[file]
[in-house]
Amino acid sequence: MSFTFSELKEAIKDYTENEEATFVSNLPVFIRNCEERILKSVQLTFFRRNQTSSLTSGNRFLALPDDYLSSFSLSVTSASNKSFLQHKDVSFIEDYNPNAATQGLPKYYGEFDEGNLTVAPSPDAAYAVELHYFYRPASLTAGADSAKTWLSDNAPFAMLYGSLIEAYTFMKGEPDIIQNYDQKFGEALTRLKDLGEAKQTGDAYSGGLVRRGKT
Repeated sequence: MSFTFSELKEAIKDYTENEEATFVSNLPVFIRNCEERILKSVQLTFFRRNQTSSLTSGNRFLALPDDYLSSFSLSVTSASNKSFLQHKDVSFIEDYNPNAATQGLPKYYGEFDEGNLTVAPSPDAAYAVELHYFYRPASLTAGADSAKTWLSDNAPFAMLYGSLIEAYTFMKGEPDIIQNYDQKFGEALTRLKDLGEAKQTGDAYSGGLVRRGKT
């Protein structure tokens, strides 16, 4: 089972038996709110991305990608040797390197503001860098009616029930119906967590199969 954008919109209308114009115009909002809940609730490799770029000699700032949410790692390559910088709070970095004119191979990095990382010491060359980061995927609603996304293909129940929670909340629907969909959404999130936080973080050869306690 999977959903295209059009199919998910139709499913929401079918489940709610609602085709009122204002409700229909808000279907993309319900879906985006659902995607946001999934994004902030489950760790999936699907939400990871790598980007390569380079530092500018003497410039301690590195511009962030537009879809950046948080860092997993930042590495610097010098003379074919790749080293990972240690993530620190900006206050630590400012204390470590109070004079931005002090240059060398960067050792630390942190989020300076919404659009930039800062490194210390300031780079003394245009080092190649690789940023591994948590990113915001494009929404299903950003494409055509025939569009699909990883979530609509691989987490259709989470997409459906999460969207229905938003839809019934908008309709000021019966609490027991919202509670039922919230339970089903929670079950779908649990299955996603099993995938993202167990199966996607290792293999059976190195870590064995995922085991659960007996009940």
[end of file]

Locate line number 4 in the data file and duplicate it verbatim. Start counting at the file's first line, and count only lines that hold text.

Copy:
């Protein structure tokens, strides 16, 4: 089972038996709110991305990608040797390197503001860098009616029930119906967590199969 954008919109209308114009115009909002809940609730490799770029000699700032949410790692390559910088709070970095004119191979990095990382010491060359980061995927609603996304293909129940929670909340629907969909959404999130936080973080050869306690 999977959903295209059009199919998910139709499913929401079918489940709610609602085709009122204002409700229909808000279907993309319900879906985006659902995607946001999934994004902030489950760790999936699907939400990871790598980007390569380079530092500018003497410039301690590195511009962030537009879809950046948080860092997993930042590495610097010098003379074919790749080293990972240690993530620190900006206050630590400012204390470590109070004079931005002090240059060398960067050792630390942190989020300076919404659009930039800062490194210390300031780079003394245009080092190649690789940023591994948590990113915001494009929404299903950003494409055509025939569009699909990883979530609509691989987490259709989470997409459906999460969207229905938003839809019934908008309709000021019966609490027991919202509670039922919230339970089903929670079950779908649990299955996603099993995938993202167990199966996607290792293999059976190195870590064995995922085991659960007996009940």